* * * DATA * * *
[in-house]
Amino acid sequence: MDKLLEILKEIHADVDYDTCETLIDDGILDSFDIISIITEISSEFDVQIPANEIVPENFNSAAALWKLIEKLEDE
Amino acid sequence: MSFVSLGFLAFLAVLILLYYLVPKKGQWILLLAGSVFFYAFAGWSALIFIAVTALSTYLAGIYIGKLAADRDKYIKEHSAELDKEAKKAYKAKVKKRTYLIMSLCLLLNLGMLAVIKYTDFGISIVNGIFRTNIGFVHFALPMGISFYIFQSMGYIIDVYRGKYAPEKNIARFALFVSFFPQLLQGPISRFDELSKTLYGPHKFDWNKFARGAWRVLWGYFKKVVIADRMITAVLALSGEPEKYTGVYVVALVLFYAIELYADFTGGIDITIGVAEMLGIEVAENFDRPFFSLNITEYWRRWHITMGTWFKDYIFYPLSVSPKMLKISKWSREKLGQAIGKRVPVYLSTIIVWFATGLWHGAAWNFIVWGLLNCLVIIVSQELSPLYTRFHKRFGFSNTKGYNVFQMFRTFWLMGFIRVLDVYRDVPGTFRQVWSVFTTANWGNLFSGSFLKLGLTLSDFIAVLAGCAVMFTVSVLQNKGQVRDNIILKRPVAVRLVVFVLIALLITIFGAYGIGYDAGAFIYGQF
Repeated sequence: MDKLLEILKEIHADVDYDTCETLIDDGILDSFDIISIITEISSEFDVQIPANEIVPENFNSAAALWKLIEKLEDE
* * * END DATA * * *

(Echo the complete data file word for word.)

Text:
[in-house]
Amino acid sequence: MDKLLEILKEIHADVDYDTCETLIDDGILDSFDIISIITEISSEFDVQIPANEIVPENFNSAAALWKLIEKLEDE
Amino acid sequence: MSFVSLGFLAFLAVLILLYYLVPKKGQWILLLAGSVFFYAFAGWSALIFIAVTALSTYLAGIYIGKLAADRDKYIKEHSAELDKEAKKAYKAKVKKRTYLIMSLCLLLNLGMLAVIKYTDFGISIVNGIFRTNIGFVHFALPMGISFYIFQSMGYIIDVYRGKYAPEKNIARFALFVSFFPQLLQGPISRFDELSKTLYGPHKFDWNKFARGAWRVLWGYFKKVVIADRMITAVLALSGEPEKYTGVYVVALVLFYAIELYADFTGGIDITIGVAEMLGIEVAENFDRPFFSLNITEYWRRWHITMGTWFKDYIFYPLSVSPKMLKISKWSREKLGQAIGKRVPVYLSTIIVWFATGLWHGAAWNFIVWGLLNCLVIIVSQELSPLYTRFHKRFGFSNTKGYNVFQMFRTFWLMGFIRVLDVYRDVPGTFRQVWSVFTTANWGNLFSGSFLKLGLTLSDFIAVLAGCAVMFTVSVLQNKGQVRDNIILKRPVAVRLVVFVLIALLITIFGAYGIGYDAGAFIYGQF
Repeated sequence: MDKLLEILKEIHADVDYDTCETLIDDGILDSFDIISIITEISSEFDVQIPANEIVPENFNSAAALWKLIEKLEDE